The 9th round of the India-US Strategic Security Dialogue was held in Washington DC on March 13 and two sides reaffirmed to deny Weapons of Mass Destruction to non-state actors and work towards setting up US nuclear plant in India agreement for which was reached few years back. The Indian delegation was led by Vijay Gokhale, Foreign Secretary, while the U.S. delegation was led by Andrea Thompson, Under Secretary of State for Arms Control and International Security.
  1. The two sides exchanged views on a wide range of global security and nonproliferation challenges and reaffirmed their commitment to work together to prevent the proliferation of weapons of mass destruction and their delivery systems and to deny access to such weapons by terrorists and non-state actors. 
  2. The two sides committed to strengthen bilateral security and civil nuclear cooperation, including the establishment of six U.S. nuclear reactors in India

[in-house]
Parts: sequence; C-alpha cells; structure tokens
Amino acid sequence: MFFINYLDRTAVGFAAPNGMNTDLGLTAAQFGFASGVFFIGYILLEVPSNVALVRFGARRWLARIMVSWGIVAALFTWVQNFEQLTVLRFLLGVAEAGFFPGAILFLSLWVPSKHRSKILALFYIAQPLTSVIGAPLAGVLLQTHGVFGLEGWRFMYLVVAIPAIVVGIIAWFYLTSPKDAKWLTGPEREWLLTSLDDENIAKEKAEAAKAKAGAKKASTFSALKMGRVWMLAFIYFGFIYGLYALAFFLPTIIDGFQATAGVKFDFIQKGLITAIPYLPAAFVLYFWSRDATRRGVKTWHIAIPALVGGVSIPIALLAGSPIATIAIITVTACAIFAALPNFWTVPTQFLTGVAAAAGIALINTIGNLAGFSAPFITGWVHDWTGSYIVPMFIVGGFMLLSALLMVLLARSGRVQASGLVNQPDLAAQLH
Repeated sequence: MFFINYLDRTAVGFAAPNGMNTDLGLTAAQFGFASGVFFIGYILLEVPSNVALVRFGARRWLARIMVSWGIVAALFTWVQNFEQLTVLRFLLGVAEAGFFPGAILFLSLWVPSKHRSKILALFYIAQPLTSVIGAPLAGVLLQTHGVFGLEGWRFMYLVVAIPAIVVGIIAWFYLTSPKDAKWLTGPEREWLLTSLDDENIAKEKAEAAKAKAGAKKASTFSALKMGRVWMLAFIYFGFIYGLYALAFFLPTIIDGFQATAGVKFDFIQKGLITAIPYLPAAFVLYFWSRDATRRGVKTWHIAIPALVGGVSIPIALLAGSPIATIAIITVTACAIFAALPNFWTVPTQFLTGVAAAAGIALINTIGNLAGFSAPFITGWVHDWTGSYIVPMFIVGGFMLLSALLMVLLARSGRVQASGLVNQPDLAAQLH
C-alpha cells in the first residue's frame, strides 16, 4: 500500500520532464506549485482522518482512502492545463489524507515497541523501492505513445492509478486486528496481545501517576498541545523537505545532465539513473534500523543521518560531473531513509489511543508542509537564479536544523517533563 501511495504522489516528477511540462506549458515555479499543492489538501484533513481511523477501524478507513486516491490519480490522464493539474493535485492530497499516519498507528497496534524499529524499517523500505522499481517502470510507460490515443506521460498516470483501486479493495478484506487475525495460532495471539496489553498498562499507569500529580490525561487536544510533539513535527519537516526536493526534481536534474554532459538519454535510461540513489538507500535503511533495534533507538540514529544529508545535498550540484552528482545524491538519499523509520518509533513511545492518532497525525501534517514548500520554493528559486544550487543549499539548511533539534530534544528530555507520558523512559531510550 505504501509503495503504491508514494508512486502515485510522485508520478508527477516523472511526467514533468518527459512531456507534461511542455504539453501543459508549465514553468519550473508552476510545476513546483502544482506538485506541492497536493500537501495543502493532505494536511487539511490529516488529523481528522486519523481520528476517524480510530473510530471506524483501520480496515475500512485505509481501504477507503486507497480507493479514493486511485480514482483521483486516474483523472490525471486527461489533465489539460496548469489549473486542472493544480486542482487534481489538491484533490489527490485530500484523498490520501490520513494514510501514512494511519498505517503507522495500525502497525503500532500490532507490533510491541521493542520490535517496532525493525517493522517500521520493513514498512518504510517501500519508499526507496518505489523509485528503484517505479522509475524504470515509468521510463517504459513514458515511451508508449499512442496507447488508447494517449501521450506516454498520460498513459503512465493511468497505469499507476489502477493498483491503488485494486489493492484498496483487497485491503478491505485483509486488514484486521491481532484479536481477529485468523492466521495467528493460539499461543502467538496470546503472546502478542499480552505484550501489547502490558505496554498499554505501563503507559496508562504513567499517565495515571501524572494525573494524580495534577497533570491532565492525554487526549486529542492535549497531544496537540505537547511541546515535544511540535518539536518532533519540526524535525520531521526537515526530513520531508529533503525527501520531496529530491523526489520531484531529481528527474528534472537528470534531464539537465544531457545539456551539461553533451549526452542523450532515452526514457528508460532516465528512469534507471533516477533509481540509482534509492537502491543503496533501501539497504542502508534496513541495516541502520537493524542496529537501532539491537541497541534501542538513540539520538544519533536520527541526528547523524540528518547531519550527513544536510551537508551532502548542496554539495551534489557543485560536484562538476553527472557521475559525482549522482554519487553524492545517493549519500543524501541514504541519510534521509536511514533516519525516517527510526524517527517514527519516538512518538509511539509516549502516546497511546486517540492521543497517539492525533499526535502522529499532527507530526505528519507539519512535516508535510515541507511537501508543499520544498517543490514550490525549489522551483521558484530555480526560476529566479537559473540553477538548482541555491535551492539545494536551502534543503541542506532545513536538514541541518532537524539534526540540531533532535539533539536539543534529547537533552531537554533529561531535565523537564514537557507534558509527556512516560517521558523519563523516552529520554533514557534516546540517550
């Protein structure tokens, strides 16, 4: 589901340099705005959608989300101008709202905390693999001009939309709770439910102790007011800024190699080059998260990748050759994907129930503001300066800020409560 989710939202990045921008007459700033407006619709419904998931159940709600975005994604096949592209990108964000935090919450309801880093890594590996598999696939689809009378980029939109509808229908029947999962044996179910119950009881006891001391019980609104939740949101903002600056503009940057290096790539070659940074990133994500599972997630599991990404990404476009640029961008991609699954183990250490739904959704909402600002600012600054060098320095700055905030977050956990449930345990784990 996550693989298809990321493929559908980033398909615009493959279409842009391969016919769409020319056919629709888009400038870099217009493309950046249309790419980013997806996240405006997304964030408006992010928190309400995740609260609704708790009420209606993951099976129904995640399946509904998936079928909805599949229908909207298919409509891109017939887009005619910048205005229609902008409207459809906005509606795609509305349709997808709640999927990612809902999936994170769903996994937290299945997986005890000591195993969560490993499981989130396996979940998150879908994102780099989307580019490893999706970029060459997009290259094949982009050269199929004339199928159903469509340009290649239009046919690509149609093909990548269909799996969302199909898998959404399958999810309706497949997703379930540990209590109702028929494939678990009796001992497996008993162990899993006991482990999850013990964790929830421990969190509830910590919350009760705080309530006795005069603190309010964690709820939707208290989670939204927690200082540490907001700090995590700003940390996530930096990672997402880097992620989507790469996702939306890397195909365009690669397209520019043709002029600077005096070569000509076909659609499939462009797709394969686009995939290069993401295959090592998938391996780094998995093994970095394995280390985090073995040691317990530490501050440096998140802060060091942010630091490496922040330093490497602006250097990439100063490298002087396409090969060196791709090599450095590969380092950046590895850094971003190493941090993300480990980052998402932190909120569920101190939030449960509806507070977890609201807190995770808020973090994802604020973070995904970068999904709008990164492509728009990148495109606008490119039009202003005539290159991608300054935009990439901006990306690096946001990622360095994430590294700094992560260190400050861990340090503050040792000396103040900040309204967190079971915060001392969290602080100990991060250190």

3. The United States reaffirmed its strong support of India’s early membership in the Nuclear Suppliers Group. 
  4. Earlier, on March 12 the third round of the India-U.S. Space Dialogue, where they discussed trends in space threats; respective national space priorities; and opportunities for cooperation bilaterally and in multilateral fora. 
  1. A weapon of mass destruction (WMD) is a nuclear, radiological, chemical, biological, or any other weapon that can kill and bring significant harm to a large number of humans or cause great damage to human-made structures (e.g., buildings), natural structures (e.g., mountains), or the biosphere. 
  2. The scope and usage of the term has evolved and been disputed, often signifying more politically than technically. 
  3. Originally coined in reference to aerial bombing with chemical explosives during World War II, it has later come to refer to large-scale weaponry of other technologies, such as chemical, biological, radiological, or nuclear.